Joel Hazzard rattles off statistics associated with what he calls "sitting disease" in rapid fire.
We sit an average of 7.7 hours a day, he says, when you add up time in the car, at our desks, in meetings, in front of the computer and at the kitchen table. He quotes research from the Mayo Clinic and the American Cancer Society that shows that the sedentary style can cut years from your life.
"Sitting disease is as bad for you as smoking," he concludes.
Hazzard, CEO of Eagan-based Ergotron, says all of this as he stands behind the company's latest innovation, a computer stand that lets workers easily switch between sitting or standing at their desks. He's banking that the device will be a big sales driver for the $191 million company, whose bread-and-butter is moveable computer stands used in hospitals and clinics.
"We're scaling up for it," he said during a recent tour of the headquarters and warehouse near Interstate 494 and Hwy. 55. "We're creating market awareness. Most people don't know today how bad sitting is for you."
The computer stand, which Ergotron calls the WorkFit, uses a patented glide system and a mounted base that can support a laptop, multiple monitors and other weight variations with simple adjustments. At about $400, Hazzard believes it's priced in the sweet spot in a marketplace where ergonomically adjustable desks sell for $700 to $3,000.
Ergotron has "seeded" more than 15 major corporations in the U.S., Asia and Europe involved in manufacturing, banking, software and health care. Putting 25 to 50 units in the workplace for a free trial period has been a successful way to sell employees and managers on the benefits, Hazzard said.
At Bloomington-based HealthPartners, 34 workers in the wellness department tested Ergotron's sit-stand desk for about seven weeks earlier this year to evaluate how the workstation affected back pain, mood and work performance.
About half said back and neck pain was reduced; three quarters said they felt "healthier" and "more energized;" two-thirds felt "more productive."
Kathy Jackson, a HealthPartners health management consultant who participated in the study, said standing up helped her focus better.
"Your posture is different, your breathing is different, you don't just plunk down into a chair," she said. "I felt more energetic even after the workday when I went home. I wanted to go for a bike ride or for a walk."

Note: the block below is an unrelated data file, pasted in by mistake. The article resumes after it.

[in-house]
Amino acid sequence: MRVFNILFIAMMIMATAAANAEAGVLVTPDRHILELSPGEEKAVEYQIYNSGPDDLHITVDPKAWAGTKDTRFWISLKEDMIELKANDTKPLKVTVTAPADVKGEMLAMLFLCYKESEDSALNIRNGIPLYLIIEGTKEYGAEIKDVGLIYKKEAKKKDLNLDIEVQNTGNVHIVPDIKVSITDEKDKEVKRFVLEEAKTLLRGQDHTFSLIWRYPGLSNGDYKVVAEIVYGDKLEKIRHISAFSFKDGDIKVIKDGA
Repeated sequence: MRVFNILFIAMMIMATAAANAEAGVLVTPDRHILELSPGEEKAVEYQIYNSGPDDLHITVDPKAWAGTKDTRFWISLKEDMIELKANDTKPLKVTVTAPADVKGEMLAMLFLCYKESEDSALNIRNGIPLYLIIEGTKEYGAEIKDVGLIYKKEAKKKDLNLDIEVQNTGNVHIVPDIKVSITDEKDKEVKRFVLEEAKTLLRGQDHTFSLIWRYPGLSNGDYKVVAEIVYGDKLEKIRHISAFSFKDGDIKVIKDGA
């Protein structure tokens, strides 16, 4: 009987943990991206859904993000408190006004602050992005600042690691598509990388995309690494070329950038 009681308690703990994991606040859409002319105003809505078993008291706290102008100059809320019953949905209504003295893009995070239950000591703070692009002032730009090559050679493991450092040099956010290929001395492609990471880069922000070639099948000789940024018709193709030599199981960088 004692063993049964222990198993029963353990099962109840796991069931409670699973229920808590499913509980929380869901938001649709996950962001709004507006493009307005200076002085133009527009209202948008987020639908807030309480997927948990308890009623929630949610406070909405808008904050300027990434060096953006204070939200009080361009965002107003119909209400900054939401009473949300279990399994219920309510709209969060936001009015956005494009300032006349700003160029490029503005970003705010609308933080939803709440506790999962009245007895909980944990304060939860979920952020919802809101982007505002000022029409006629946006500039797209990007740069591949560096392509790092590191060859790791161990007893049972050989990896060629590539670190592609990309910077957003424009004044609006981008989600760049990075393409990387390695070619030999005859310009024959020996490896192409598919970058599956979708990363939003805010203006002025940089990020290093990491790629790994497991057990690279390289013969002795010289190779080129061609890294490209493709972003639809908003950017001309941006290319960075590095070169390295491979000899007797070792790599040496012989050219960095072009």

Ergotron was established in 1982 and holds 37 patents on digital display and mounting products. It has been on a growth trend since merging in 2002 with sister company Constant Force Technology, which designed and manufactured stands and accessories and branded them for Dell, Hewlett-Packard and others.
Sales have increased more than threefold from $58 million in 2004, said Hazzard, who joined the company in 2002. About 280 people work at the Eagan headquarters, including all research and development. With factories and warehouses in the United States, China and Holland, the company shipped close to 4 million products last year.
In December, Ergotron was acquired by Nortek, a publicly traded company in Providence, R.I., for $280 million. It operates as an independent subsidiary.
Ergotron's best-selling product is a height-adjustable stand for desktop monitors. Launched about eight years ago, Ergotron has now shipped 15 million around the world. Similar market penetration of the WorkFit workstation could mean $400 million a year in sales, Hazzard said.
Within the next few months, the WorkFit station will be sold to consumers on amazon.com and elsewhere, under the Omnitech brand. But the company's main focus is on selling to major global corporations, leveraging partnerships with Dell, HP and other well-known computer manufacturers and distributors who see Ergotron's devices as a margin-boosting accessory.
With CEOs increasingly seeing employee health as a bottom-line issue, he believes the WorkFit is timed to grab market share.
Standing can increase workplace productivity by 12 to 18 percent, he said, citing ergonomic studies. And some research shows that standing at work can burn an extra 150 calories an hour.
"What kind of wellness program does that?" Hazzard said. "You're moving people from a high-risk group to a low-risk. You're investing in people. You're always investing capital, but human capital -- people -- is very important."
Jackie Crosby • 612-673-7335